submitted by George Poulos on 09.11.2017
24029:The First Seminar in the Month with the Gods series, held at Kythera House, Rockdale was excellent.
<b>DO MAKE A POINT OF ATTENDING THE SUBSEQUENT SEMINARS</b>.
Dr Vassilis Adrahtas summary of the first seminar follows:
Divine Generations: Ubiquity and Excellence in Hesiod’s Theogony Summary
The 1st meeting of the seminar series on Hellenic myth was about the enterprise involved in Hesiod’s epic poem Theogony. The meeting had two parts: the first referred to introductory and contextual information on Hesiod and his poem, and the second ventured into presenting and interpreting Hesiod’s experience of the Sacred. The first part focused on the following: the synthesis between the indigenous pre-Hellenic earth-based religiosity and the non-indigenous proto-Hellenic sky-oriented religiosity; the traits of an incipient philosophical mindset with regards to religious matters; and the struggle to achieve a distinct Hellenic identity out of the turmoil period of the so-called Dark Ages (1200-800 BCE). The second part explored four core structural units within Theogony: the primeval gods (verses 116-153), the Uranus – Cronus clash (154-210), the goddess Hecate (411-452), and the Cronus – Zeus clash (453-506) leading to Zeus’ ultimate victory and reign. The interpretation attempted was basically a combination of historical, philosophical and psychoanalytical considerations.
Hesiod’s Theogony was approached as a drama in four acts: dynamism – instability – ubiquity – excellence. Dynamism stands for the primeval divine generations that come out of Chaos (the mythic name for sheer potentiality), whereby everything reaches a sort of breaking point due to the uncontrolled transformations of Uranus (the mythic name for the perceived cosmic reality). Instability is what comes after, when Cronus (the mythic name for relentless temporality) releases everything from their tension but at the same time brings in the predicament of impermanence and lack of purpose. Ubiquity constitutes the realm of Hecate (the mythic name for the all-encompassing and binding earthliness), a female deity that signifies the transformation of impermanence into the rhythmic regularity of nature. Lastly, excellence emerges as the exquisite developmental moment of the eternally-becoming divine turned now into order, a condition embodied mythically in the figure of Zeus. Schematically speaking, Hesiod presents a circle-base spiraling upwards by integrating itself through ever-more compact circular forms and ending with an apex-point that stands as the gist, the thrust and the culmination of the whole process.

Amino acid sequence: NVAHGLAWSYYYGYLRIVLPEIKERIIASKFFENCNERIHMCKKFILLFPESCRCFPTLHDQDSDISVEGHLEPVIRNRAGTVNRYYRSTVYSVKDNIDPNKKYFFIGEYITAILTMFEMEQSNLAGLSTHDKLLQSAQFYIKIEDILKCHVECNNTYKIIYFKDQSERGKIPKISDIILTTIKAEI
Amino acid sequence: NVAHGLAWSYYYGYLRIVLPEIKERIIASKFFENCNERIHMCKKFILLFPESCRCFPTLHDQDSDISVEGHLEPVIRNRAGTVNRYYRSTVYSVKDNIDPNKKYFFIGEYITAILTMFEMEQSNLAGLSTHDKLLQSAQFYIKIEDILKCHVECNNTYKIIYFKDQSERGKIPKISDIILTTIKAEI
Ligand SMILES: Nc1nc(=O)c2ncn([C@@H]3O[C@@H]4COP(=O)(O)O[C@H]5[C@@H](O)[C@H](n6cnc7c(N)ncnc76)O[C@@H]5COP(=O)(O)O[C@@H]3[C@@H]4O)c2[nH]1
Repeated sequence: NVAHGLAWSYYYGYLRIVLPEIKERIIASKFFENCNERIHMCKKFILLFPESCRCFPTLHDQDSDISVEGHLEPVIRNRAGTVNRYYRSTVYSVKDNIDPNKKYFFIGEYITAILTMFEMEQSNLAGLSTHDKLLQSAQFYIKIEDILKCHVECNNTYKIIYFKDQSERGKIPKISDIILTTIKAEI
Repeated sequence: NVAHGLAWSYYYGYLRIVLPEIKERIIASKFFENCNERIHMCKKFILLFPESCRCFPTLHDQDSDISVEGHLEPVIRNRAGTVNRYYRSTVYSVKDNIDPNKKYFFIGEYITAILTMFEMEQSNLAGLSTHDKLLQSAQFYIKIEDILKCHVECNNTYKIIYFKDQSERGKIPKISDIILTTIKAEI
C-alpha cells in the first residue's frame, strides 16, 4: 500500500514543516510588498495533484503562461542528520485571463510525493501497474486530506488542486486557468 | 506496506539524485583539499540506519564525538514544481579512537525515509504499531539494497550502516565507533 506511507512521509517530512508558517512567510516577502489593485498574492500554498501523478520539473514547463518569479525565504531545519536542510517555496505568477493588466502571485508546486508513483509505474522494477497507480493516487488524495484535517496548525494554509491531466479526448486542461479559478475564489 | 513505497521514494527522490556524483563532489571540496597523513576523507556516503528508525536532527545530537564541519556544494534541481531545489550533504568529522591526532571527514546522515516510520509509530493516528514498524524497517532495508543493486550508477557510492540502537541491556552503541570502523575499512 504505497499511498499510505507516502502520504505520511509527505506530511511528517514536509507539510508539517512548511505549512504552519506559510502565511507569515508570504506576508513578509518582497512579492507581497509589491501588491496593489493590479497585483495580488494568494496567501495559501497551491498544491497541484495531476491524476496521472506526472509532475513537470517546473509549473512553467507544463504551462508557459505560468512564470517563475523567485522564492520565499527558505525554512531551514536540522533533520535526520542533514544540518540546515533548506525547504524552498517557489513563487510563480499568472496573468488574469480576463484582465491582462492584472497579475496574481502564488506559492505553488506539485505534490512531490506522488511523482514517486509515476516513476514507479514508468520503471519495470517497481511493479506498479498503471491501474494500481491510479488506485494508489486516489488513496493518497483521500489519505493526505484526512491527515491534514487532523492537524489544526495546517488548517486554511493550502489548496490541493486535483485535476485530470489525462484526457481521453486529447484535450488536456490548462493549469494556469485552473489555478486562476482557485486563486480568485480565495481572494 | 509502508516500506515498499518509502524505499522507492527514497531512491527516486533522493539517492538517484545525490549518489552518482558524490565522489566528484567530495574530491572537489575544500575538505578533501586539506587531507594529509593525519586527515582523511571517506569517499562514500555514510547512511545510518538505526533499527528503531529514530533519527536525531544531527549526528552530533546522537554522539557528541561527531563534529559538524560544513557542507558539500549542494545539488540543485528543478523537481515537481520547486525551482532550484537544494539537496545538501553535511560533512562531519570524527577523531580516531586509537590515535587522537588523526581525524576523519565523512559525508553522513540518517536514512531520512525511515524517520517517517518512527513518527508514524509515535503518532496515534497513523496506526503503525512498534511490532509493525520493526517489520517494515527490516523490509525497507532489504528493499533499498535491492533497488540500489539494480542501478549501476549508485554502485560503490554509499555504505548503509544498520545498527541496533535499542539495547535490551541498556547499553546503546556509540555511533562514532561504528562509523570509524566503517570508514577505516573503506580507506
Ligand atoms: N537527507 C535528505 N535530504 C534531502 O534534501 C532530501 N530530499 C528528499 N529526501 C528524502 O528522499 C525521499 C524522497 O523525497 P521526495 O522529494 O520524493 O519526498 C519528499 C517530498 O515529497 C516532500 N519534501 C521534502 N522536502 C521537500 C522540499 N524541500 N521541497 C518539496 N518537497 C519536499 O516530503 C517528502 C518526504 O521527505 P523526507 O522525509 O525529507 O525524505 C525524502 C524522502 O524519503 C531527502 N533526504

The mythical complex one finds in Theogony is not about a Christian-like creation of the world; on the contrary, it is about the self-generation of divine reality. For Hesiod there is only one ‘thing’ which is thoroughly divine whatever the differentiations it presents here and there might be. In this respect, although his theological enterprise gives the impression of some kind of monotheism, in effect what he espouses is what could be dubbed ‘theomonism’: a unified experience of life infused throughout by one and the same sacred quality. It all becomes fully conscious of itself as Zeus-the-Mindful-One, who is indeed a father figure, not in the sense of a caring and affectionate agent –according to the Christian worldview– but in the sense of an orderly controlling principle. Furthermore, the past, the present and the future are all fused within heightened human experience as the reflection of Zeus’ reign: an end that is always here-and-now in the guise of the beginning –and this is what the Hesiodic version of eschatology is all about.